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by.andrew last won the day on November 8 2019

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  1. Super late reply but here are my 2 cents. For engineering, Waterloo is good for ECE/Software Engineering. I'm not sure which engineering discipline you want to pursue, but 90s give you a decent chance at any engineering program. I chose UofT for engineering, and I think it's a great school. The programs are much more flexible and more open to research. I got a super cool on-campus job, and I'll probably try to get research next year. Decent alternatives for engineering include UofA, UBC and Ryerson. If you're shooting for medicine, I would choose Western Med Sci or McMaster Health Sci. Ot
  2. Passive sentences usually use a tense of "to be". The subject of the sentence in the passive voice is at the end, or is omitted altogether. Just think of what or who is doing the action, and try to put that in the front.
  3. For Canadian engineering programs, they will usually require you to have the following subjects: English, any form of calculus, Chemistry, and Physics. They don't necessarily have to be taken in the IB level. Many of my engineering friends took Chem&Bio in IB and summer schooled Physics.
  4. What ShootingStar has posted is the Transfer credit chart. It's pretty cool because you can get 30 credits for a 30+ score on the diploma, which will allow you to graduate much earlier. As for requirements, the UC system wants students to take "a-g" courses in high school: https://www.admission.ucla.edu/prospect/Adm_fr/fracadrq.htm If you're taking IB, most of these subject requirements are naturally fulfilled. You'll also need SATs and fill out those personal profiles. Good luck, I applied there a year ago for Engineering - waitlisted at one and accepted at the other.
  5. @King112 Don't they scan the sheet? Not trying to encourage anyone to use pencil, but if you write hard enough, then pencil should scan.
  6. You can pretty much use any pen for the exams. I even used a pencil by mistake for my Physics Paper 1&2, and I don't think it affected my mark.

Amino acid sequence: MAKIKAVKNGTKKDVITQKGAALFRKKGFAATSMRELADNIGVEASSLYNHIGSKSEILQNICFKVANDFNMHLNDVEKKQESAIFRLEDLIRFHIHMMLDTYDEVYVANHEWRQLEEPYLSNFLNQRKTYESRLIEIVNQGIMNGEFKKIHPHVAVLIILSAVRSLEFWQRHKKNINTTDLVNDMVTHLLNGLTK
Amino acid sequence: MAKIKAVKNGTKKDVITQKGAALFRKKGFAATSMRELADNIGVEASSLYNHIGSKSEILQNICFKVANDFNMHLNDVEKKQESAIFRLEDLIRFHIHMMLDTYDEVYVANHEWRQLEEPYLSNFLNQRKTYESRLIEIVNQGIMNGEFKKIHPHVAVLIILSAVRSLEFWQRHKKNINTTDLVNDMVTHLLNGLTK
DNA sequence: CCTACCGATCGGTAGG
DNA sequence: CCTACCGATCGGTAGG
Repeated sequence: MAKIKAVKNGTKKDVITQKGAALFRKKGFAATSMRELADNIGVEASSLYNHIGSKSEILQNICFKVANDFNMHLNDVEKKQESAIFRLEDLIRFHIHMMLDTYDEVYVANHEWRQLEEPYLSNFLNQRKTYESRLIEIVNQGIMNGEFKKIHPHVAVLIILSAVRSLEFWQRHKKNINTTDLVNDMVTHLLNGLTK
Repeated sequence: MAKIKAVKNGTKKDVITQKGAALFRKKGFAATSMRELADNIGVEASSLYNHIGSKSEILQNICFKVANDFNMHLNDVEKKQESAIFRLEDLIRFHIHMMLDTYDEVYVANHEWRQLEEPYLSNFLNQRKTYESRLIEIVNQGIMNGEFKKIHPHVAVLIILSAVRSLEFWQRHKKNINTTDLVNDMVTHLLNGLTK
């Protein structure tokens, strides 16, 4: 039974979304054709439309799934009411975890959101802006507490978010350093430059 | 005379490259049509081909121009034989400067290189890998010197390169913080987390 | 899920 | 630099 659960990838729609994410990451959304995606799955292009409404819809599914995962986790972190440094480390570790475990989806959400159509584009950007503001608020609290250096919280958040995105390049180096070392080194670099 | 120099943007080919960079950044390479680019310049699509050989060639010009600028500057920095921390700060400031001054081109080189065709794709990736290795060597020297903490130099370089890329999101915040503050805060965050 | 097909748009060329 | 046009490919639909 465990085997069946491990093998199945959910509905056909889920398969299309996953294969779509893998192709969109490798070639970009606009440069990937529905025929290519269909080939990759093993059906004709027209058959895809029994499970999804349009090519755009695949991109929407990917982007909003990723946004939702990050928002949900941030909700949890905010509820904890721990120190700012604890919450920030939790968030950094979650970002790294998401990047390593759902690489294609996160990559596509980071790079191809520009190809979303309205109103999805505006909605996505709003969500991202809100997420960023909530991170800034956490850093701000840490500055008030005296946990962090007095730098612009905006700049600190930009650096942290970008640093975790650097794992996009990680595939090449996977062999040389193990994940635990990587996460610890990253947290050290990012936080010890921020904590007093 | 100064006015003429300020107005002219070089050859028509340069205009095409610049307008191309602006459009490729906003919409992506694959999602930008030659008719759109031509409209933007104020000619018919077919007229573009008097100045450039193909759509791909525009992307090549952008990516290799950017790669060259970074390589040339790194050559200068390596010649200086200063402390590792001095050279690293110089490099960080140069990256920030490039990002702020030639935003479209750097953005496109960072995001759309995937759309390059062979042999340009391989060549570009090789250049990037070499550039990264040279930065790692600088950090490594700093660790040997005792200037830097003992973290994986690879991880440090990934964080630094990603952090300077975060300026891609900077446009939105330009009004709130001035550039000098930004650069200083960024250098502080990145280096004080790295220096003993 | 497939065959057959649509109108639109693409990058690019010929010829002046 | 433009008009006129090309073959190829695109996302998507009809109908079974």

7. Highly dependent on the program. Some schools like McGill (the only one I know of) force you to use IB credits and take upper year courses. My program (UofT Engineering) doesn't even allow IB transfer credits. UofT Arts/Science does give out Transfer credits if you received a 5+ on an HL.
  8. When I was in high school, I think I used to sleep at 1-2 a.m. regularly. On days where I had ECs, I got home at 9-10pm ish. On those days, I usually loafed until midnight, did some homework and slept. On regular days, I got home at 5, loafed until midnight, did some homework and slept. I had to get up at 7:30 on most days, so I had an average of about 6 hours of sleep on weekdays.
  9. UofT has a joint BASc and MBA program. BASc is an engineering degree though. As far as I know, an MBA with a science/engineering degree will give you an advantage for consulting jobs. Western also offers dual degrees through their business school, Ivey. You can graduate with an HBA and study science for your first two years. Waterloo also has dual degrees where you can combine sciences with a business/accounting degrees.
  10. If you have been getting good marks during the semester (i.e. your predicted scores are 36+), then 3 weeks is actually ample time for you to get a good mark. I would recommend you to take a look at the textbook and syllabus first, as it is much more thorough. For the math and sciences, try to solve a couple of problems/variations per section. Then, start solving past papers for a week or two. The study guide is useful for cramming things. Best "revision source" for me was the past papers, specifically the mark schemes. I only productively studied for a week before my first exam. I skimmed thro
  11. 1) UBC will obviously prefer higher grades. Doing IB/AP is almost always insignificant when it comes to university admissions. IB does, however, reward you with nice grade conversions at the end of the year. 2) IB maths is another good option if you want to go into Sciences. English is a very versatile option too. Good writing skills is an asset wherever you go. 3) If you want to take all three sciences and get your diploma, you'll have to overload and take seven courses (at least 3 at HL). That may or may not be a challenge for you.
  12. Per year? Or is that the maximum entrance scholarship an international student can get? Sorry, to clarify, I meant maximum entrance scholarship that is solely based on grades (may only apply to the engineering department). You may be eligible for other scholarships based on your extra-curriculars or you can apply to other external scholarships.
  13. As far as I know, Canadian schools don't give a lot of scholarships (let alone grants) to international students at the undergrad level. I believe the maximum merit scholarship at UofToronto is $5000 off of your 40K tuition.
  14. If you are studying under an American curriculum, you have to submit your SAT/ACT scores to Canadian universities (at least for UofT). If you are not studying under an American curriculum, then don't worry about it.
  15. For my school, OSSD marks are directly correlated with IB marks. If you get a 7 (whether it's a low or high 7), you automatically get a OSSD marks assigned from 97-100. Your exact OSSD mark depends on how well you do in class and your IAs. Sometimes, people do very poorly in class (get 50s on class tests and IAs) and still get 97s because they ace the IB exams. On the flip side, if you do poorly on the exams, your mark is adjusted downwards. Taking isaiguana's example, getting a 4 on the IB exams will yield an OSSD mark of 83, even if you were getting 100s in class and predicted higher marks.
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